CaLM Lab (Cardiovascular Health and Life Meaning)
Dr. Kevin Masters

The CaLM Lab had a successful and exciting year under the direction of Dr. Kevin Masters and Lab Co-Director Dr. Jennifer Boylan (faculty member in Health and Behavioral Sciences). Dr. Boylan is funding an exciting study, just taking flight, utilizing an experimental design to investigate the possible effects of life meaning on cardiovascular reactivity and recovery from psychosocial stress. Dr. Masters is site Principal Investigator (PI) on a grant to pilot test a group based lifestyle intervention (including nutrition, physical activity, mindfulness-stress management components) to treat metabolic syndrome. Due to the success of the pilot study, Dr. Masters learned that the team has now been funded for a 5 year randomized controlled trial that will take place in Denver and 4 other sites across the US. The pilot study demonstrated that 7 of 11 study completers experience remission of metabolic syndrome. Pertaining to completed work, several members of the lab were involved in a number of publications including: an exciting new theory of behavior change (Harnessing centered identity transformation to reduce executive function burden for maintenance of health behavior change: The Maintain IT Model, Health Psychology Review); Stephanie Hooker’s dissertation (Daily meaning salience predicts daily physical activity in previously sedentary exercise initiates, Health Psychology); a review and conceptual model on life meaning as related to health (A meaningful life is a healthy life: A conceptual model linking meaning and meaning salience to health, Review of General Psychology); and an assessment of the impact of monetary incentives on fitness center use (Do monetary incentives increase fitness center utilization: It depends, American Journal of Health Promotion); among several others. Finally, Dr. Masters was awarded the Cynthia D. Belar Award for Excellence in Health Psychology Education and Training from the Society for Health Psychology.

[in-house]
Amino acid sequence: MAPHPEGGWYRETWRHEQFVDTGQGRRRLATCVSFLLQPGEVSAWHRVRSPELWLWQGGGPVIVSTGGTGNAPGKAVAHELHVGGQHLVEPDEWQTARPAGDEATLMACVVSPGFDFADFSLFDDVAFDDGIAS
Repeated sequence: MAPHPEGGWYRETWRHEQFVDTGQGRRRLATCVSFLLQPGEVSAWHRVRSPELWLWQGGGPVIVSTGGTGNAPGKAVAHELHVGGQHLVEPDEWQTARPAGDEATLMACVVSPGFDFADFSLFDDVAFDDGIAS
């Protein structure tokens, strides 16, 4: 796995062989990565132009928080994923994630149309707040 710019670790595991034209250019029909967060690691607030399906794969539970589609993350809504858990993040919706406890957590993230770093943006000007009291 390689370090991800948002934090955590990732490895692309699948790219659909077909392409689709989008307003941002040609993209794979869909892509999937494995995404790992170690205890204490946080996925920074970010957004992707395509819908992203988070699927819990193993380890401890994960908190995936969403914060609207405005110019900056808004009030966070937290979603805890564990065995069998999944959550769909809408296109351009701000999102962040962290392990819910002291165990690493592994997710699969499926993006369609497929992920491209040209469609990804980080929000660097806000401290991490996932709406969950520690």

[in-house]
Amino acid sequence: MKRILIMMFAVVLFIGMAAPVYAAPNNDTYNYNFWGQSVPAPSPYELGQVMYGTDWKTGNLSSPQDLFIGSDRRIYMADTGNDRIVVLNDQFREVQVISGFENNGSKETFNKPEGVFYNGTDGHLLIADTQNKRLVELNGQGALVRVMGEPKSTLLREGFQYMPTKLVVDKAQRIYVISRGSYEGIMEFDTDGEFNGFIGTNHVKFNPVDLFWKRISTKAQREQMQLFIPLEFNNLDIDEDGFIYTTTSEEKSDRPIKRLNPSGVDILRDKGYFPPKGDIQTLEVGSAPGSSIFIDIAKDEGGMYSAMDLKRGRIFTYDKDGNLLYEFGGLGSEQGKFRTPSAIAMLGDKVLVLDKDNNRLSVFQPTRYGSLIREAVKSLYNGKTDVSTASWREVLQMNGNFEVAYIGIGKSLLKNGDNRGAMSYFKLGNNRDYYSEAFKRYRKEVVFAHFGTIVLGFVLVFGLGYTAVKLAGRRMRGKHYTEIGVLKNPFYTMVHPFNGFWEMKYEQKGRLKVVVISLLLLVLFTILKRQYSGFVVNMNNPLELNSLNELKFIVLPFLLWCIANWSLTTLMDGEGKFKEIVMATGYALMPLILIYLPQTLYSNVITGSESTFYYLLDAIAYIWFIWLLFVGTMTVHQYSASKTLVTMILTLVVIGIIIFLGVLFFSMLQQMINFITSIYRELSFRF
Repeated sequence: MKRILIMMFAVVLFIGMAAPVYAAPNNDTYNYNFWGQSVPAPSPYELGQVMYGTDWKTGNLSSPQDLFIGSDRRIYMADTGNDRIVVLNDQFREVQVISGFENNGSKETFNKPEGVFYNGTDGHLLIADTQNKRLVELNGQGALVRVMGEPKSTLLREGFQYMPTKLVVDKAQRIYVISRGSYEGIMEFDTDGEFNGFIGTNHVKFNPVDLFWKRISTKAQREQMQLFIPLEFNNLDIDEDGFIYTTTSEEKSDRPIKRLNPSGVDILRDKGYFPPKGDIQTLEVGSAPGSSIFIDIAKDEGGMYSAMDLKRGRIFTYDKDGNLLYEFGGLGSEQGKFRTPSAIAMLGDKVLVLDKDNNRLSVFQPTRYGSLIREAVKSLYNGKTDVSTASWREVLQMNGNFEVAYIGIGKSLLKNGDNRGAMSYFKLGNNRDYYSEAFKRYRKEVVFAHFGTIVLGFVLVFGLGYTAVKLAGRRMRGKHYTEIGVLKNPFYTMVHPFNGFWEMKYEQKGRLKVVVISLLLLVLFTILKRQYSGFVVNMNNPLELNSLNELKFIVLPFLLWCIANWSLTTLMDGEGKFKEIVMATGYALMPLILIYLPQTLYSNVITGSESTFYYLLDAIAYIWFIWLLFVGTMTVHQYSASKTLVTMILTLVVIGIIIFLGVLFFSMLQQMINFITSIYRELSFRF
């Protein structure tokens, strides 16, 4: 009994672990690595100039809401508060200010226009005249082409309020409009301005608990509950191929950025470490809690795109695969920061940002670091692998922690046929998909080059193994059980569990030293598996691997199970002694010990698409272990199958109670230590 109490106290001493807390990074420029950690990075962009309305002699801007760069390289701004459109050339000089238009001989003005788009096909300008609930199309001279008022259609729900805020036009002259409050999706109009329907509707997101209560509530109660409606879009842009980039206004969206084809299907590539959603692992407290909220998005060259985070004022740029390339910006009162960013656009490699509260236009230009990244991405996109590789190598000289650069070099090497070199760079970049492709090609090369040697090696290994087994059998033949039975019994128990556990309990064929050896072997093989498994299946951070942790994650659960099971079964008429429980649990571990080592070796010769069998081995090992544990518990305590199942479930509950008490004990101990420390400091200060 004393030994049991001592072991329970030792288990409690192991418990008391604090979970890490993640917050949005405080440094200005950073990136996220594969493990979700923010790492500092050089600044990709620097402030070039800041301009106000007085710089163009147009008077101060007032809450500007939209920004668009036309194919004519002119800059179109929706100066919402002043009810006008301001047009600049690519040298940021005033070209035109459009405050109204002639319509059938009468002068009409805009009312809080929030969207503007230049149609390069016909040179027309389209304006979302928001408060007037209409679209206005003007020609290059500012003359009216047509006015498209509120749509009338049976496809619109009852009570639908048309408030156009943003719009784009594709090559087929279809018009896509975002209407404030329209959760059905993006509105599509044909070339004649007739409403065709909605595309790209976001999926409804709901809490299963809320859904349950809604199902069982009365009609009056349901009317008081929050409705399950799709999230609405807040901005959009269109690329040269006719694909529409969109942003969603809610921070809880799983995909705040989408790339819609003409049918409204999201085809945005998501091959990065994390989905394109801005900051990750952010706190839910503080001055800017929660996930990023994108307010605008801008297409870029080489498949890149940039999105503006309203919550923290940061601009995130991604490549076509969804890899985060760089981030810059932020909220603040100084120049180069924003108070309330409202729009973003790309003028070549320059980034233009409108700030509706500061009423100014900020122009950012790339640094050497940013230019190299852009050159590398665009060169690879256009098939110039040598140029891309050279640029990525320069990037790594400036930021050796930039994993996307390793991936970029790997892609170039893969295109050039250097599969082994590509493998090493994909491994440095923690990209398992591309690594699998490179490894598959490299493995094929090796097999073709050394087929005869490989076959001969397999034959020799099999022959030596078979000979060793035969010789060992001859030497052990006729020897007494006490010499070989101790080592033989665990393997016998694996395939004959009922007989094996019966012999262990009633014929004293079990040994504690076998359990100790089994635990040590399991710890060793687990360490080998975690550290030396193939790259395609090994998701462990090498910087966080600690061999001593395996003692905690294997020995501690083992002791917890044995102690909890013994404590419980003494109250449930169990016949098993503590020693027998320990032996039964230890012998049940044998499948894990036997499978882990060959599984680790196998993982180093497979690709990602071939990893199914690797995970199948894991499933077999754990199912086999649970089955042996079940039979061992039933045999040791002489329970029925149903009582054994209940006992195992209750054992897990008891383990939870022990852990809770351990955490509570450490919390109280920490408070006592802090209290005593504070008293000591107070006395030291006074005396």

Psychology Clinic and Clinical Training News
Dr. Edward Dill

During the past year, we made significant changes to aspects of our clinical training in order to better prepare students for future clinical practice. Each student has the opportunity to present at our newly instituted Psychology Clinic Grand Rounds once per year in order to gain experience with participating in case conferences, as will be expected of them in many medical centers. This approach allows all three clinical supervision teams to come together once per month to learn about clinical diagnosis, case conceptualization, and eclectic treatment approaches for a wide variety of presenting problems. It also provides an opportunity for students to receive feedback regarding future directions with clients from students and supervisors working on different teams.
 
On the psychological assessment front, our clinic has transitioned to an assessment model, typical in hospitals, in which most testing occurs in a single day. Because many of our students will go on to work in medical centers, this new training approach better prepares them for future externships, internships, and professional practice. In order to accommodate this important training model, our Psychology Clinic is now open one Friday per month, which allows us to conduct up to 7 full-battery assessments simultaneously. Students learn how to thoroughly prepare an assessment battery before the testing day (based on the information gained from an intake interview) and how to implement a flexible testing plan that can evolve based on data obtained from prior tests. A clinical supervisor and an advanced graduate student are on-site throughout the testing day to provide immediate supervision and consultation.